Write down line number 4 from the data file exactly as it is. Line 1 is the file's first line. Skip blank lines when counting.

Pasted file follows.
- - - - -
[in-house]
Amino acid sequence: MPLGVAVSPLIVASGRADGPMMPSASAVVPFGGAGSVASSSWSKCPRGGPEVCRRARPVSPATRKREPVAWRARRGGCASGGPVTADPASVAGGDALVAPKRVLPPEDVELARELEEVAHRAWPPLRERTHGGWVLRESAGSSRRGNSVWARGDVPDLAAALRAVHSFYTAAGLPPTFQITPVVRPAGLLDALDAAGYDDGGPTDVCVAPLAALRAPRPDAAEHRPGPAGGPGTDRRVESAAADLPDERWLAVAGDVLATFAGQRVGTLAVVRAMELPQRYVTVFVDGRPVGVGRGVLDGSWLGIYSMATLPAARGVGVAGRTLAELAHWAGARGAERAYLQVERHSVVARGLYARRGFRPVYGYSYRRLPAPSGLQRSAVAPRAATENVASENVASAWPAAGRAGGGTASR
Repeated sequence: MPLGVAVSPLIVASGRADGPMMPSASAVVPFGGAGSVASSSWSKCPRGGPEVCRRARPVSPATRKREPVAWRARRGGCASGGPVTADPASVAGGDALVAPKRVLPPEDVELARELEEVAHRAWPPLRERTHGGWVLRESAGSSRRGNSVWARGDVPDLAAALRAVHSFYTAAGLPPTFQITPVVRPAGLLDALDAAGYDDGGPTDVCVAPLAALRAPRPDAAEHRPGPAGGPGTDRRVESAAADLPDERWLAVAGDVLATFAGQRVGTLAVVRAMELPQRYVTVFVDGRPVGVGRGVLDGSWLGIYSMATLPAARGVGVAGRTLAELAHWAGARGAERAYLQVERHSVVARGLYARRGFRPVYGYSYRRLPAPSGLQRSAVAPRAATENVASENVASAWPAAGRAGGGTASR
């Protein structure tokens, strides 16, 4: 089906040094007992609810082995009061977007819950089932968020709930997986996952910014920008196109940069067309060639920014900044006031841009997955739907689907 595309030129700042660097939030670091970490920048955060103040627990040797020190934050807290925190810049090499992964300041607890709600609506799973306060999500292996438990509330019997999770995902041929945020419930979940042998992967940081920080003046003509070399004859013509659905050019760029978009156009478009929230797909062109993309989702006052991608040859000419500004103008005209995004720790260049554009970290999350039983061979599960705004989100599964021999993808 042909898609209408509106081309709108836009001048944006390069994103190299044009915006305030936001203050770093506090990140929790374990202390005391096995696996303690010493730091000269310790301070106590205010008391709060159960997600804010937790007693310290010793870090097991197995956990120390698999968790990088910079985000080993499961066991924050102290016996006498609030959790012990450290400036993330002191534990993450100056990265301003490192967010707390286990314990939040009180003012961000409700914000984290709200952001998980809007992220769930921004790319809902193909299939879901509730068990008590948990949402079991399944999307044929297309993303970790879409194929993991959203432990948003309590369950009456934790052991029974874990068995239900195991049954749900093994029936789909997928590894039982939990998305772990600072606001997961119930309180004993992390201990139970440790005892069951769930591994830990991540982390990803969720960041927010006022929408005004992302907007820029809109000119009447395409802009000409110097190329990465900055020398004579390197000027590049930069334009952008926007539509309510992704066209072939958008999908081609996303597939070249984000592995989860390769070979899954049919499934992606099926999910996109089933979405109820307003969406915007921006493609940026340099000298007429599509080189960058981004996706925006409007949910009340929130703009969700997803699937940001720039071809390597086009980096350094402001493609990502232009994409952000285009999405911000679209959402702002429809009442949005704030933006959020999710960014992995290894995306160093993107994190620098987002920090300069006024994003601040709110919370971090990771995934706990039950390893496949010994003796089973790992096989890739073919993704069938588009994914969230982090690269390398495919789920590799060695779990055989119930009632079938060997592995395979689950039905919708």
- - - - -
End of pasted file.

């Protein structure tokens, strides 16, 4: 089906040094007992609810082995009061977007819950089932968020709930997986996952910014920008196109940069067309060639920014900044006031841009997955739907689907 595309030129700042660097939030670091970490920048955060103040627990040797020190934050807290925190810049090499992964300041607890709600609506799973306060999500292996438990509330019997999770995902041929945020419930979940042998992967940081920080003046003509070399004859013509659905050019760029978009156009478009929230797909062109993309989702006052991608040859000419500004103008005209995004720790260049554009970290999350039983061979599960705004989100599964021999993808 042909898609209408509106081309709108836009001048944006390069994103190299044009915006305030936001203050770093506090990140929790374990202390005391096995696996303690010493730091000269310790301070106590205010008391709060159960997600804010937790007693310290010793870090097991197995956990120390698999968790990088910079985000080993499961066991924050102290016996006498609030959790012990450290400036993330002191534990993450100056990265301003490192967010707390286990314990939040009180003012961000409700914000984290709200952001998980809007992220769930921004790319809902193909299939879901509730068990008590948990949402079991399944999307044929297309993303970790879409194929993991959203432990948003309590369950009456934790052991029974874990068995239900195991049954749900093994029936789909997928590894039982939990998305772990600072606001997961119930309180004993992390201990139970440790005892069951769930591994830990991540982390990803969720960041927010006022929408005004992302907007820029809109000119009447395409802009000409110097190329990465900055020398004579390197000027590049930069334009952008926007539509309510992704066209072939958008999908081609996303597939070249984000592995989860390769070979899954049919499934992606099926999910996109089933979405109820307003969406915007921006493609940026340099000298007429599509080189960058981004996706925006409007949910009340929130703009969700997803699937940001720039071809390597086009980096350094402001493609990502232009994409952000285009999405911000679209959402702002429809009442949005704030933006959020999710960014992995290894995306160093993107994190620098987002920090300069006024994003601040709110919370971090990771995934706990039950390893496949010994003796089973790992096989890739073919993704069938588009994914969230982090690269390398495919789920590799060695779990055989119930009632079938060997592995395979689950039905919708």